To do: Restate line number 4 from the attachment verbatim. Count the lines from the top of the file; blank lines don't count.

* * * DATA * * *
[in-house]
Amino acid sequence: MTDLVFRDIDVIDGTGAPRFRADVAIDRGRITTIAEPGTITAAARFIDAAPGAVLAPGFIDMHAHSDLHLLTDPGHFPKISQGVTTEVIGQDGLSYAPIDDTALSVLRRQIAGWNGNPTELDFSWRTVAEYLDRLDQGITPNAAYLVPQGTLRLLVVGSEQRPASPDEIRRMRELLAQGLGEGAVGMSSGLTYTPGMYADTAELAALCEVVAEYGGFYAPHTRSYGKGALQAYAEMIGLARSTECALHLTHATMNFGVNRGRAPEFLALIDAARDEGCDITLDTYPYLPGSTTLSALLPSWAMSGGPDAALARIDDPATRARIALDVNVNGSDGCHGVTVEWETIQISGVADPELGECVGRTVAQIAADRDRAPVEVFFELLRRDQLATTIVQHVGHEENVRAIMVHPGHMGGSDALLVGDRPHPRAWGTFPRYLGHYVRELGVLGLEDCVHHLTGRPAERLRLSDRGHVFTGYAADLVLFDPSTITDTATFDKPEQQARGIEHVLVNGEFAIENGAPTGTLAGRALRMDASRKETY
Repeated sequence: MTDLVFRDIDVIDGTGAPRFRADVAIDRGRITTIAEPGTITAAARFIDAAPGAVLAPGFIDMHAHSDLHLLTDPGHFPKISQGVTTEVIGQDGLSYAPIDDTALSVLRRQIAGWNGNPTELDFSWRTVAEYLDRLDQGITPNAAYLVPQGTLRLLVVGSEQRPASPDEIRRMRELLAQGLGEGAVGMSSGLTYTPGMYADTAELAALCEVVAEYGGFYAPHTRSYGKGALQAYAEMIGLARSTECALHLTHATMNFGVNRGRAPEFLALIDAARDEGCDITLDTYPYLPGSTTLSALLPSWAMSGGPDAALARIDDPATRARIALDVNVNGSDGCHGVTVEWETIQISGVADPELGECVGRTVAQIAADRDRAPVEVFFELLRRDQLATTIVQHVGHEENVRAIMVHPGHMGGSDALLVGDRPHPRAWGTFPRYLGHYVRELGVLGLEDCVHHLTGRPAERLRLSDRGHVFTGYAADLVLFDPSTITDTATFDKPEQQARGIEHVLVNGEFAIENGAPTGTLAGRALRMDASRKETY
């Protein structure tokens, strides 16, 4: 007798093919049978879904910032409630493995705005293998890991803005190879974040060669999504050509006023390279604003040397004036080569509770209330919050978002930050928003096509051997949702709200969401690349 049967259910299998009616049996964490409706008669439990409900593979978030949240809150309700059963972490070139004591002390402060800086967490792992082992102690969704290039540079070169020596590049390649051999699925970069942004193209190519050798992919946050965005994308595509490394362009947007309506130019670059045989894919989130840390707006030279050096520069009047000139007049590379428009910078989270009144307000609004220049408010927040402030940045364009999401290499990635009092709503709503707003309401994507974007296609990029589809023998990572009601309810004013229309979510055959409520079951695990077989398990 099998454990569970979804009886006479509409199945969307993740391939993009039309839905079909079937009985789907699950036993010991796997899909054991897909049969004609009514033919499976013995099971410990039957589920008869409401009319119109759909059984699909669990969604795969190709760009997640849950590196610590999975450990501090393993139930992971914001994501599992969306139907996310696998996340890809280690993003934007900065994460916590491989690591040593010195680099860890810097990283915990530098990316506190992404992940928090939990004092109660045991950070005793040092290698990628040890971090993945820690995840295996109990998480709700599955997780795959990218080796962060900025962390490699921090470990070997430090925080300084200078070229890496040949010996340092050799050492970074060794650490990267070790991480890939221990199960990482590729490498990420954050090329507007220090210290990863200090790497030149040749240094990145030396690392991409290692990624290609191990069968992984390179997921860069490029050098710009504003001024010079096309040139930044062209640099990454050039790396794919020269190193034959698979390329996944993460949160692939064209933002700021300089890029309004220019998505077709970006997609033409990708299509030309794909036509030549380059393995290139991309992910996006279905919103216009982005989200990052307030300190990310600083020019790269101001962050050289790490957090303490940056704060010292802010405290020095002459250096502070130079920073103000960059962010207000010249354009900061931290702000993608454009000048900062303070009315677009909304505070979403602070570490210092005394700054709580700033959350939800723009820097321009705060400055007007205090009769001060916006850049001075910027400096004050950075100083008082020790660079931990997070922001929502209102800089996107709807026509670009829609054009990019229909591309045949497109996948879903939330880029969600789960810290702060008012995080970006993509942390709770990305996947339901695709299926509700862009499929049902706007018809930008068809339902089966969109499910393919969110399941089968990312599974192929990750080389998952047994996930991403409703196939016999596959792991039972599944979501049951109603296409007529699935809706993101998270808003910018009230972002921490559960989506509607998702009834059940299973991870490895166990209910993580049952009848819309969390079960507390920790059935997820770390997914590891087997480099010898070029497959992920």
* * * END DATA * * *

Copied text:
């Protein structure tokens, strides 16, 4: 007798093919049978879904910032409630493995705005293998890991803005190879974040060669999504050509006023390279604003040397004036080569509770209330919050978002930050928003096509051997949702709200969401690349 049967259910299998009616049996964490409706008669439990409900593979978030949240809150309700059963972490070139004591002390402060800086967490792992082992102690969704290039540079070169020596590049390649051999699925970069942004193209190519050798992919946050965005994308595509490394362009947007309506130019670059045989894919989130840390707006030279050096520069009047000139007049590379428009910078989270009144307000609004220049408010927040402030940045364009999401290499990635009092709503709503707003309401994507974007296609990029589809023998990572009601309810004013229309979510055959409520079951695990077989398990 099998454990569970979804009886006479509409199945969307993740391939993009039309839905079909079937009985789907699950036993010991796997899909054991897909049969004609009514033919499976013995099971410990039957589920008869409401009319119109759909059984699909669990969604795969190709760009997640849950590196610590999975450990501090393993139930992971914001994501599992969306139907996310696998996340890809280690993003934007900065994460916590491989690591040593010195680099860890810097990283915990530098990316506190992404992940928090939990004092109660045991950070005793040092290698990628040890971090993945820690995840295996109990998480709700599955997780795959990218080796962060900025962390490699921090470990070997430090925080300084200078070229890496040949010996340092050799050492970074060794650490990267070790991480890939221990199960990482590729490498990420954050090329507007220090210290990863200090790497030149040749240094990145030396690392991409290692990624290609191990069968992984390179997921860069490029050098710009504003001024010079096309040139930044062209640099990454050039790396794919020269190193034959698979390329996944993460949160692939064209933002700021300089890029309004220019998505077709970006997609033409990708299509030309794909036509030549380059393995290139991309992910996006279905919103216009982005989200990052307030300190990310600083020019790269101001962050050289790490957090303490940056704060010292802010405290020095002459250096502070130079920073103000960059962010207000010249354009900061931290702000993608454009000048900062303070009315677009909304505070979403602070570490210092005394700054709580700033959350939800723009820097321009705060400055007007205090009769001060916006850049001075910027400096004050950075100083008082020790660079931990997070922001929502209102800089996107709807026509670009829609054009990019229909591309045949497109996948879903939330880029969600789960810290702060008012995080970006993509942390709770990305996947339901695709299926509700862009499929049902706007018809930008068809339902089966969109499910393919969110399941089968990312599974192929990750080389998952047994996930991403409703196939016999596959792991039972599944979501049951109603296409007529699935809706993101998270808003910018009230972002921490559960989506509607998702009834059940299973991870490895166990209910993580049952009848819309969390079960507390920790059935997820770390997914590891087997480099010898070029497959992920």